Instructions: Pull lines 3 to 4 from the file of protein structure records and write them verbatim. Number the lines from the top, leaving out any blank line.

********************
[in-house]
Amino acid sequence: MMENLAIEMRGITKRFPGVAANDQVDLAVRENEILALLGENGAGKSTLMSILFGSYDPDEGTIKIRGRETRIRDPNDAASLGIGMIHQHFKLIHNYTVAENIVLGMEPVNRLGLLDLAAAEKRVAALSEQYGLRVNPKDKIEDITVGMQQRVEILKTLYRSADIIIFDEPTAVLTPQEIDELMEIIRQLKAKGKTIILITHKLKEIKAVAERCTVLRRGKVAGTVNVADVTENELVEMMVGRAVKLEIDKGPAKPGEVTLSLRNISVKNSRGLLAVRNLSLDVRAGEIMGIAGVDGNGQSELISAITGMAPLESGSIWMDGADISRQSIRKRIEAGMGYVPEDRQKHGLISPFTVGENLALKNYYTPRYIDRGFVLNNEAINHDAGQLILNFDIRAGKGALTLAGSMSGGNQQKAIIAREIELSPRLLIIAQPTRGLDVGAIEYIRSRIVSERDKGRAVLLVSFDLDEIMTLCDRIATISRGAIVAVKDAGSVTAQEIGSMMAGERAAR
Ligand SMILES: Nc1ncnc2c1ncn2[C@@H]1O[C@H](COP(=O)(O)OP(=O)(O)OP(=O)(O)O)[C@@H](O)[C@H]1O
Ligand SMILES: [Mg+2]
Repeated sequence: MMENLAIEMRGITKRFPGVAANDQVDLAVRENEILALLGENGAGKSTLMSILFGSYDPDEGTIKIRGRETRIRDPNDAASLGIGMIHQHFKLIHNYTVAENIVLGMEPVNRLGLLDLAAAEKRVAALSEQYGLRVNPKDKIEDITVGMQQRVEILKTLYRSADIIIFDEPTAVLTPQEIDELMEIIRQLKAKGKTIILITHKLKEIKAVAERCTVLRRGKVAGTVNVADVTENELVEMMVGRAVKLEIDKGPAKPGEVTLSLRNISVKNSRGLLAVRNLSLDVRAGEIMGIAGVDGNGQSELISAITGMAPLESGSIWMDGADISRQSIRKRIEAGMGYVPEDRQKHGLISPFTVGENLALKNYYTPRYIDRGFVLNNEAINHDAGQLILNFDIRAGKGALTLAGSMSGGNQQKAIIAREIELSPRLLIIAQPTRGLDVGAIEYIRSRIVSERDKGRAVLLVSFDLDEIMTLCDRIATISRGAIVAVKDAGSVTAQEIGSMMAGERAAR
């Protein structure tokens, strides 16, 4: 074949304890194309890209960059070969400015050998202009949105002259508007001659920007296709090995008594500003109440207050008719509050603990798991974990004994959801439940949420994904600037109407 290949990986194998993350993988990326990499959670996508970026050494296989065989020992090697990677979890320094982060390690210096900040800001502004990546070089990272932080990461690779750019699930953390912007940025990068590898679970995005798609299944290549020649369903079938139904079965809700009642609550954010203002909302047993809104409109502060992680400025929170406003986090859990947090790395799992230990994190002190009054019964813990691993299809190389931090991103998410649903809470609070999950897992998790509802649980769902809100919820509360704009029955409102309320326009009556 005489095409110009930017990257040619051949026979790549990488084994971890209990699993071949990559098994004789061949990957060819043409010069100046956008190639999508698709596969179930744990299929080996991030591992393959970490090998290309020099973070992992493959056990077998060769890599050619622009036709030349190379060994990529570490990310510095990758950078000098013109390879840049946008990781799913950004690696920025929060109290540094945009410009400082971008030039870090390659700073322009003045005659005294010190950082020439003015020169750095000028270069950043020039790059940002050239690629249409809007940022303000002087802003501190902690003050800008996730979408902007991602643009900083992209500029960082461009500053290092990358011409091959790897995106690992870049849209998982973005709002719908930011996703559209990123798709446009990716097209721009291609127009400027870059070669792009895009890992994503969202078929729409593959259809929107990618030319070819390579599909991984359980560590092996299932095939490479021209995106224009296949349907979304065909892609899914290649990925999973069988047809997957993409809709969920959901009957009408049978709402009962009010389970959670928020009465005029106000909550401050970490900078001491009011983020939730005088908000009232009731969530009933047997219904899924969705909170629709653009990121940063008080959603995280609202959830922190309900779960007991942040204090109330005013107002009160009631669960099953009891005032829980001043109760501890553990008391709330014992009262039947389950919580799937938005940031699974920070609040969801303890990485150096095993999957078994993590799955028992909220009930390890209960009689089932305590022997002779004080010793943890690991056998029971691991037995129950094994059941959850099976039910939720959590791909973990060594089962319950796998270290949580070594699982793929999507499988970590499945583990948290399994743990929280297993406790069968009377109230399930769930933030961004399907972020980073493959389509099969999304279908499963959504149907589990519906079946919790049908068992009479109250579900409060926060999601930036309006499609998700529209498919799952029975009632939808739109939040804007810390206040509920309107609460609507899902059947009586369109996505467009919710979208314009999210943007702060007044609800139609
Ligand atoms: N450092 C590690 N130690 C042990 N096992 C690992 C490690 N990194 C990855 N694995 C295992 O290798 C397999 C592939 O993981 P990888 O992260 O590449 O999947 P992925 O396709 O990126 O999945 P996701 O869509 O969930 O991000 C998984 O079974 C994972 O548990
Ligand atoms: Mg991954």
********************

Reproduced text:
Ligand SMILES: Nc1ncnc2c1ncn2[C@@H]1O[C@H](COP(=O)(O)OP(=O)(O)OP(=O)(O)O)[C@@H](O)[C@H]1O
Ligand SMILES: [Mg+2]